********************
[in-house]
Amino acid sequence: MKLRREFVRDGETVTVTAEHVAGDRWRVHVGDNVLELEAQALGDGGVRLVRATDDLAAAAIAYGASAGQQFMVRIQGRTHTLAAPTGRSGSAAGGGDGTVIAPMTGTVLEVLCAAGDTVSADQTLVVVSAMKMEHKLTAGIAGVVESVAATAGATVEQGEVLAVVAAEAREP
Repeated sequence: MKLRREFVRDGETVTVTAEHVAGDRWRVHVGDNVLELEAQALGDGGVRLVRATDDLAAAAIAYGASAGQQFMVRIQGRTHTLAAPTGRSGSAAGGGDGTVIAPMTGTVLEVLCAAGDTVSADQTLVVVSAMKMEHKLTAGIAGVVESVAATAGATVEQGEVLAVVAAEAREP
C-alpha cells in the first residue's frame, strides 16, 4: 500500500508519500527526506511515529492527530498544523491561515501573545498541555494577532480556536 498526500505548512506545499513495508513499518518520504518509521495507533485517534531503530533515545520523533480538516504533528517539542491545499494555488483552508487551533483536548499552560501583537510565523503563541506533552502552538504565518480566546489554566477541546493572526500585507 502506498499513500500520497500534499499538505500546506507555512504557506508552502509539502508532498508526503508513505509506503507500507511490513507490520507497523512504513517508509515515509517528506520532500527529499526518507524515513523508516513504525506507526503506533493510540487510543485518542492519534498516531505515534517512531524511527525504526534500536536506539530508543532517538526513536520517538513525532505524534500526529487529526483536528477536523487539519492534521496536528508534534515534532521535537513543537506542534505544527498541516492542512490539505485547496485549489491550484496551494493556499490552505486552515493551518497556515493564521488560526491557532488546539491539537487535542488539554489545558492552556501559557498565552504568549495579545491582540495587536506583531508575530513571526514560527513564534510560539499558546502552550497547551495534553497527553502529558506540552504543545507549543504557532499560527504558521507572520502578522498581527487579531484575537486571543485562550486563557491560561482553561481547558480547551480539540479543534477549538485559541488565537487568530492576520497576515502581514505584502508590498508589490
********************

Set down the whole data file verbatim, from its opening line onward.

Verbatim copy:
[in-house]
Amino acid sequence: MKLRREFVRDGETVTVTAEHVAGDRWRVHVGDNVLELEAQALGDGGVRLVRATDDLAAAAIAYGASAGQQFMVRIQGRTHTLAAPTGRSGSAAGGGDGTVIAPMTGTVLEVLCAAGDTVSADQTLVVVSAMKMEHKLTAGIAGVVESVAATAGATVEQGEVLAVVAAEAREP
Repeated sequence: MKLRREFVRDGETVTVTAEHVAGDRWRVHVGDNVLELEAQALGDGGVRLVRATDDLAAAAIAYGASAGQQFMVRIQGRTHTLAAPTGRSGSAAGGGDGTVIAPMTGTVLEVLCAAGDTVSADQTLVVVSAMKMEHKLTAGIAGVVESVAATAGATVEQGEVLAVVAAEAREP
C-alpha cells in the first residue's frame, strides 16, 4: 500500500508519500527526506511515529492527530498544523491561515501573545498541555494577532480556536 498526500505548512506545499513495508513499518518520504518509521495507533485517534531503530533515545520523533480538516504533528517539542491545499494555488483552508487551533483536548499552560501583537510565523503563541506533552502552538504565518480566546489554566477541546493572526500585507 502506498499513500500520497500534499499538505500546506507555512504557506508552502509539502508532498508526503508513505509506503507500507511490513507490520507497523512504513517508509515515509517528506520532500527529499526518507524515513523508516513504525506507526503506533493510540487510543485518542492519534498516531505515534517512531524511527525504526534500536536506539530508543532517538526513536520517538513525532505524534500526529487529526483536528477536523487539519492534521496536528508534534515534532521535537513543537506542534505544527498541516492542512490539505485547496485549489491550484496551494493556499490552505486552515493551518497556515493564521488560526491557532488546539491539537487535542488539554489545558492552556501559557498565552504568549495579545491582540495587536506583531508575530513571526514560527513564534510560539499558546502552550497547551495534553497527553502529558506540552504543545507549543504557532499560527504558521507572520502578522498581527487579531484575537486571543485562550486563557491560561482553561481547558480547551480539540479543534477549538485559541488565537487568530492576520497576515502581514505584502508590498508589490